I remember when I used to feel.
My skin was thinner then. I could
feel the warmth of the sun on my bones
as it filled the earth, like an overflown Tub.
And I could feel the wind as it cut through
my skin, and stung my sunken chest; my poor,
defenseless chest, its ribcage made of
hundred-year-old glass. I remember when
I used to feel the words, instead of just
thinking them. I’d breathe them out slowly,
leaving my lungs sore and dry—gasping wildly
as I sucked back in, searing waves of air
kissing and inflating them again.
I remember sleepless nights, my eyelids were
black and blue pillows where two stolen emeralds
would lie. And I seem to remember, though
I’m not quite certain, a love that burned
more fiercely than this apathy ever will.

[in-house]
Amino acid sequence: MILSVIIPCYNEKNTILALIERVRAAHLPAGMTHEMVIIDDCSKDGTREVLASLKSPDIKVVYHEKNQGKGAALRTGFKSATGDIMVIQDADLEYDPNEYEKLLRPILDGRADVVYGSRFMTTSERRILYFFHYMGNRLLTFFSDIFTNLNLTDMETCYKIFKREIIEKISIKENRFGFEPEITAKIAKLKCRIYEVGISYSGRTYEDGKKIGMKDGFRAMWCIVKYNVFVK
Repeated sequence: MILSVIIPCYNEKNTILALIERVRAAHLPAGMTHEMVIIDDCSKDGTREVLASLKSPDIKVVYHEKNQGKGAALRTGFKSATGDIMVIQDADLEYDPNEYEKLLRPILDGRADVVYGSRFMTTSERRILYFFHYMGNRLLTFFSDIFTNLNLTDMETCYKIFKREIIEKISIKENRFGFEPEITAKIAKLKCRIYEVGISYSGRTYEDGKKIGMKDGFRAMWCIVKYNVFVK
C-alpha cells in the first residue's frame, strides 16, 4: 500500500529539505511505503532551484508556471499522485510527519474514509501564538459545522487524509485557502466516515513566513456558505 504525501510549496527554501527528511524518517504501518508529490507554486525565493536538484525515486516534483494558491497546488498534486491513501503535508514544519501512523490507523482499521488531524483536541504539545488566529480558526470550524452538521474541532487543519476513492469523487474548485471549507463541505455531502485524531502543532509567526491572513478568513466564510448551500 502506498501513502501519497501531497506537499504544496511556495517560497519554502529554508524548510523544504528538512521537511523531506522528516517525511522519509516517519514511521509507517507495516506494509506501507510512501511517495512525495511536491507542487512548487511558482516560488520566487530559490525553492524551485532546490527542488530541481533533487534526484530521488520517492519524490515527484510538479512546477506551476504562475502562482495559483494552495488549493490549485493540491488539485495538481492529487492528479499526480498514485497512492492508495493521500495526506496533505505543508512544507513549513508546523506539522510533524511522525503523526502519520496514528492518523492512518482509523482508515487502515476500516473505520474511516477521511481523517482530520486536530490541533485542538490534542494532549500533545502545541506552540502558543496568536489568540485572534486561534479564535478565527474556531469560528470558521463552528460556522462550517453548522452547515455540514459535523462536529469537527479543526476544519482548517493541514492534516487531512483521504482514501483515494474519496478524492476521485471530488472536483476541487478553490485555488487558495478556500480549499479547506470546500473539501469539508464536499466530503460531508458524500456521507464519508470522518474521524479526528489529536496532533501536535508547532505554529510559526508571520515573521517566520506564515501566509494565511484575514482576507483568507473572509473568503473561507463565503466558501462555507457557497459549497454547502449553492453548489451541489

In my memory, I see a soft white hand,
petting my head with compassion in its fingertips.
This vision, violently different than the sight of the long
bony fingers, that tug at my hair now, tearing out
a few lucky strands, and letting them float
to the floor, forever severed from the body
that took each one of them for granted.
When I pick one up, and twirl it between
my fingertips, I see the long thin fiber,
with its tiny white root, like a tiny hand;
one that simply loosened its grip, and
let go: forgetting that it ever used to feel.